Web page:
The heart knows its own bitterness, And no stranger shares its joy. Proverbs 14:10

‭It is very difficult to talk and find someone who will only listen to your feelings without interrupting or explaining your needs away. Though they mean well, your loved ones may make you feel as though your feelings don’t matter…that you don’t matter.

It hurts.

However painful, though, this is the fire that will temper your strength for the years to come. You will need to tend to many of your needs by yourself, now. Your healing will be up to you. So keep taking care of yourself physically and the feelings will eventually heal, as well.

With a little one depending on you, it is important to take care of yourself first. They say that if there is an emergency on a plane, adults must first put on their own oxygen masks, so that they can remain conscious and help their children with their masks, too. For baby’s sake, please take a few minutes to freshen up every day. Then you will have the sanity to tend to baby’s needs for those continuous hours.
What does taking care of yourself look like? This is my self-care regimen that I do after the first daylight feeding and before “bedtime” at night. Whether I feel normal or down, am pregnant or recovering from surgery, I do these things daily to be sure I am cared for, before I face all the other needs clawing for attention.

  • Wash your face. Grime, sweat, yick, be gone. I splash water over my face, flush the dirt and germs out of my eyes and nose (prevents frequent colds and allergies), and pat dry. This takes ten seconds.
  • Brush your hair. Simply running a comb through and refreshing your ponytail helps you feel more put together.
  • Brush your teeth. If you’re an attachment mom, it’s still okay for baby to whine for two minutes while you take care of your oral hygiene. You might need to spend your money on baby’s braces someday. Don’t waste cash on your own dental issues, when you can simply prevent damage with a toothbrush. I recommend fluoride-free toothpaste.
  • Apply deodorant. I prefer Thai Crystal spray, because it has no aluminum.
  • Take medication, vitamins, and/or apply oils. This, I have to do to manage my thyroid issues. RAW Garden of Life vitamins help me feel much better.
  • Put on something that makes you feel good. Whether it’s a favorite pair of earrings, a nice lotion or perfume, a pretty scarf, or a quick dab of makeup, find something you like and use it. I put on some lip balm or gloss.
  • Sticky notes on my mirror remind me to do these things every day, saying, “face, hair, teeth” and “balm, oils, deodorant.” When establishing a routine, these written reminders are vital.

I don’t worry about getting dressed when we first bring baby home. We mamas need some upkeep, but staying in pajamas for those first days gives your unconscious mind permission to nap at any moment. Visitors tend to behave more gently when they see you in sleep clothes, too. Then after a while, it will be time to apply a tad more maintenance to stave off the blues.

When I get to two weeks post-partum, I get dressed “down to shoes” every day, so I can be ready go or do anything at a moment’s notice. Need something out of the car? Is a dog trying to play rough with another critter outside? Do you have a moment’s notice that you can hitch a ride to town for groceries today? Dress for  the unexpected every day, and the unexpected will be powerless to stress you.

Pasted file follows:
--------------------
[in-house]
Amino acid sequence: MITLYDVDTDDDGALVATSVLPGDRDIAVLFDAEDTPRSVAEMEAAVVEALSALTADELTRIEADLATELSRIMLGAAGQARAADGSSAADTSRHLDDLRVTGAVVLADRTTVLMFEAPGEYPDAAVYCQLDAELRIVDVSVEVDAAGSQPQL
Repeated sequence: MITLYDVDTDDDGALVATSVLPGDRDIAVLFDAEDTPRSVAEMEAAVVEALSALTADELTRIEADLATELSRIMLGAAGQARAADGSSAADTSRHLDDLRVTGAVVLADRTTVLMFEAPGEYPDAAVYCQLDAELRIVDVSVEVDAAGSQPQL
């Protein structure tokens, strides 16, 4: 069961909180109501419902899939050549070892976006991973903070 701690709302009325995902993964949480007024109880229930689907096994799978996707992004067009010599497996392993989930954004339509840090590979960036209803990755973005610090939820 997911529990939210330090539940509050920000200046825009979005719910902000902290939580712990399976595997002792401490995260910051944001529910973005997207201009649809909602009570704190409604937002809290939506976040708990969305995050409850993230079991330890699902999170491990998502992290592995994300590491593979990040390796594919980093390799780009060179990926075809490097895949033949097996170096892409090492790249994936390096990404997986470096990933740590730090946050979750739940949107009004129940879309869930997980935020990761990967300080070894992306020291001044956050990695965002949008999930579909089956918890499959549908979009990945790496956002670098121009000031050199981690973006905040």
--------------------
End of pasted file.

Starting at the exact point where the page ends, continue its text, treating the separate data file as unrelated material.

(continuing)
Keeping these habits has gotten me through college days; establishing my own household; recovering from a stillbirth, a vaginal birth, and a C-section surgery; and having my twins in NICU for five weeks. I mean it. Take care of yourself for a few minutes daily, and you can get through a lot.

Ultimately, my Heavenly Father carried me through every transition and crisis. Self-love alone does not help anyone much. By prayer, love of my Maker, caring for the body and soul He gave me, and loving my neighbors as myself, I got through. Though they aren’t my savior, these self-care routines have been instrumental in keeping my spirits high and my attention focused on the One Who matters most.

Well, Mama, I guess I’ll be talking to you again in about a week. You have done a good job, helping your little one grow and make it to the outside world. Now, take care of yourself!

*Thanks to Marla Cilley, the FlyLady, for her constant encouragement and inspiration.

This post is the first in a series called “Dear Mama.”

A New Series, “Dear Mama”

This past year has been a sparse time for blogging.  As much as I love writing, a twin pregnancy, a five-week stay at NICU, and the adjustment back home has kept my attention, with little mental focus to spare.

Now that I have settled with my new blessings, and there is another new mom in the family, my “heart-focus” has switched to another subject. So many, either by distance or bad relations, find themselves isolated while they learn to swim the waters of motherhood alone.

Thus, I am writing a new blog series called, “Dear Mama.” It will be a series of messages I would send to friends and relatives who are entering stages of motherhood that I have recently completed. These blog posts are just that – a blog. Very likely, my audience can be overwhelmed with expert advice from the experienced mothers in their lives, but for those who are feeling lonely in their motherhood, I hope this series will become a source of encouragement.

If anything, this will be something interesting for my daughter to read, one day.

Keep an eye out for the #DearMama tag, and I shall post the first installment shortly.

Blessings,

Drywitlass